- A June 2019 legislative report from AFSCME said the PSFNA was “needed to unrig a system that favors the wealthy over working people. It marks another big step forward in the growing political and grassroots momentum behind unions after years of attacks on workers from right-wing special interests and politicians.”
- In June 2019, American Federation of Teachers President Randi Weingarten said, “The Public Service Freedom to Negotiate Act closes the chasm in public sector bargaining rights, ensuring minimum standards are in place across the nation, while retaining flexibility for states to write and administer their own laws. … [T]his bill helps public workers achieve together what would be impossible alone—better and more-efficient services, dignity and a voice at work, and fair compensation and benefits for the work they do. We are proud to support it.”
- In March 2021, National Right to Work Committee (NRTWC) President Mark Mix wrote, “A federal power grab introduced in the 2019-20 Congress as H.R.3464/S.1970, and strongly endorsed by Biden … would, by federal fiat, foist union monopoly bargaining on state and local fire fighters and other public-sector workers in all 50 states.” NRTWC describes itself as “a coalition of 2.8 million workers and concerned Americans fighting to break the chains of forced unionism.”
- A January 2021 report from the Mackinac Center for Public Policy said, “The Public Service Freedom to Negotiate Act represents another tremendous threat to worker freedom. This act, while incapable of overriding the Supreme Court’s 2018 Janus v. AFSCME decision … would nevertheless drastically limit state’s [sic] abilities to manage government employees. … Most notably, the PSFNA would force all states to adopt collective bargaining with almost no limitation.” The Mackinac Center describes itself as “a nonprofit research and educational institute that advances the principles of free markets and limited government.”
- In September 2019, Empire Center for Public Policy fellow Ken Girardin said, “While supporters claim the proposed law merely intends to protect union bargaining rights, it would represent a major change in the federal government’s long-standing neutrality towards state and local labor relations. … Requiring binding arbitration, as opposed to simply allowing parties to come to terms directly, would be a one-way street to inflexible and expensive labor deals.” The Empire Center, a New York–based think tank, says its mission is to “Make New York a better place to live and work by promoting public policy reforms grounded in free-market principles, personal responsibility, and the ideals of effective and accountable government.”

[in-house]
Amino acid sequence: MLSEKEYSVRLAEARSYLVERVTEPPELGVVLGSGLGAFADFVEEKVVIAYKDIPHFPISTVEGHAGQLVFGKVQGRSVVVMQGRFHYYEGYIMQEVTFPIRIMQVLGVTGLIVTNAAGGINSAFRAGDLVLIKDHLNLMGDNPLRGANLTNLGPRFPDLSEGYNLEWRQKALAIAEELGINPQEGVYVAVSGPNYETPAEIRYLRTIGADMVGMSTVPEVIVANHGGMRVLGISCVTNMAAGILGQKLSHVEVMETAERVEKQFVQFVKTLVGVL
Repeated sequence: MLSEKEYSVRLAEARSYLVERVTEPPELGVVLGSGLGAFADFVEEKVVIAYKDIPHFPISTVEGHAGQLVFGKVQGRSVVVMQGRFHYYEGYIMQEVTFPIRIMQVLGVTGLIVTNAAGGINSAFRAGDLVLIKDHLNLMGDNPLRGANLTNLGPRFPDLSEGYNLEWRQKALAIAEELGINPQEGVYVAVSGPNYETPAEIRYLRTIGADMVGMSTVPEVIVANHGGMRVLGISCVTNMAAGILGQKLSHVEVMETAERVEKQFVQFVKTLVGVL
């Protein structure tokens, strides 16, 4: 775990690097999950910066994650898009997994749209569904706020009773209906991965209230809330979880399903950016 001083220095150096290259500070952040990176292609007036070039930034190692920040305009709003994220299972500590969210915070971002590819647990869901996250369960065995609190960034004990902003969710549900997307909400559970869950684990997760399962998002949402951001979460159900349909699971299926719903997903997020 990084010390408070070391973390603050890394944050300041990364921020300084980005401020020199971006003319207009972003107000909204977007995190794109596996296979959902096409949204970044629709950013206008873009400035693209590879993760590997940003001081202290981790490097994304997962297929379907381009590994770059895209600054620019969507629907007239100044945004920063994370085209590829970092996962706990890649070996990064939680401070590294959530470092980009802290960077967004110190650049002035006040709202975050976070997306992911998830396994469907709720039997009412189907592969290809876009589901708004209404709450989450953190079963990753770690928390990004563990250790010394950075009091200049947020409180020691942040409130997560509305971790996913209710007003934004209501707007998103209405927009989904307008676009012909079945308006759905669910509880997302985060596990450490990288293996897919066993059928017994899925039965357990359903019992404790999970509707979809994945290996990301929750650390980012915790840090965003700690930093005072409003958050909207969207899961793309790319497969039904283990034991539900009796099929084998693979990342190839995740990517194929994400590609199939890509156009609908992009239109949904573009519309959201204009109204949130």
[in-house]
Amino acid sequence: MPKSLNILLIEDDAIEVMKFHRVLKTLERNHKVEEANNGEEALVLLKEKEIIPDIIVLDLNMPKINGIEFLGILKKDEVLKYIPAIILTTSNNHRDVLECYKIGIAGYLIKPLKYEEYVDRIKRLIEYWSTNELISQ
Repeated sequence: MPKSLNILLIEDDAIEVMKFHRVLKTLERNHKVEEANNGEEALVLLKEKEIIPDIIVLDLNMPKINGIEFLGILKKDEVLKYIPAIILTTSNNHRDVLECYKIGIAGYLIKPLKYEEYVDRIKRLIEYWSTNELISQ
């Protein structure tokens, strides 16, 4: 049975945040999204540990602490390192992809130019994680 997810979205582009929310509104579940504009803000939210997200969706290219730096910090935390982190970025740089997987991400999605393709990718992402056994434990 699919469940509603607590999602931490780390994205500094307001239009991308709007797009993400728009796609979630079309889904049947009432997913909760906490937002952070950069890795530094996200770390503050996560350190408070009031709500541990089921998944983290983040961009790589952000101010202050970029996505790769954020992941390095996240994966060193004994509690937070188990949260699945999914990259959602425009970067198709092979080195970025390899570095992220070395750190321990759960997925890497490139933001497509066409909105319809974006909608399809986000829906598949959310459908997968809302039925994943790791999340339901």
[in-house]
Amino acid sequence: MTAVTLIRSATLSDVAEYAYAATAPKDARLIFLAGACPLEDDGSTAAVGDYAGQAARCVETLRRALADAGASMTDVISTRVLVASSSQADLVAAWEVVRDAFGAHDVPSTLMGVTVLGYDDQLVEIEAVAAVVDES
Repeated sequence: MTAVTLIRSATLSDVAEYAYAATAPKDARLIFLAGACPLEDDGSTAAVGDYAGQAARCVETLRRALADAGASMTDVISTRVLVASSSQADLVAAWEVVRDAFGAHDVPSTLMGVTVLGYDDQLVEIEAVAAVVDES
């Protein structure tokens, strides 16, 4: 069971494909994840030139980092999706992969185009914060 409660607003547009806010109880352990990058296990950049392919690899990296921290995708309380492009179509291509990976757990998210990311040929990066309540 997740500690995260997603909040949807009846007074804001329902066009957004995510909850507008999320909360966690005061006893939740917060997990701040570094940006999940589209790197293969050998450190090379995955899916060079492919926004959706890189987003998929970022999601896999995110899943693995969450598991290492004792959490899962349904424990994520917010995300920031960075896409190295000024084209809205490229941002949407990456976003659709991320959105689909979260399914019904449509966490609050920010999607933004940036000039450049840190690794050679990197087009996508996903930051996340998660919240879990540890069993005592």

- In July 2018, Competitive Enterprise Institute (CEI) policy analyst Trey Kovacs wrote, “The more concerning aspect of the bill is it grants broad power to the Federal Labor Relations Authority (FLRA), which currently governs only federal employee labor relations, to enforce the legislation and to determine whether states are in compliance with its requirements. … The FLRA’s regulations will essentially override current state labor relations law and establish collective bargaining procedures for the state.” CEI’s mission is to “promote both freedom and fairness by making good policy good politics.”
What we’re reading
- Prince William Times, “Prince William police, fire unions will force decision on collective bargaining agreement,” Sept. 8, 2021
- The Capital Times, “Report: Unions weaker, wages stagnant in Wisconsin in recent years,” Sept. 7, 2021
- Ms. Magazine, “Union Membership Increases Wage Equity for Women—But Stronger Laws Are Needed,” Sept. 4, 2021
- National Right to Work Legal Defense Foundation, “Workplace Advocacy Groups Tout Successes for Worker Liberty on Labor Day 2021, Warn of Continuing Anti-Freedom Efforts,” Sept. 4, 2021
The big picture
Number of relevant bills by state
We are currently tracking 99 pieces of legislation dealing with public-sector employee union policy. On the map below, a darker shade of green indicates a greater number of relevant bills. Click here for a complete list of all the bills we’re tracking.
Number of relevant bills by current legislative status
Number of relevant bills by partisan status of sponsor(s)
Recent legislative actions
No public-sector union bills saw activity this week.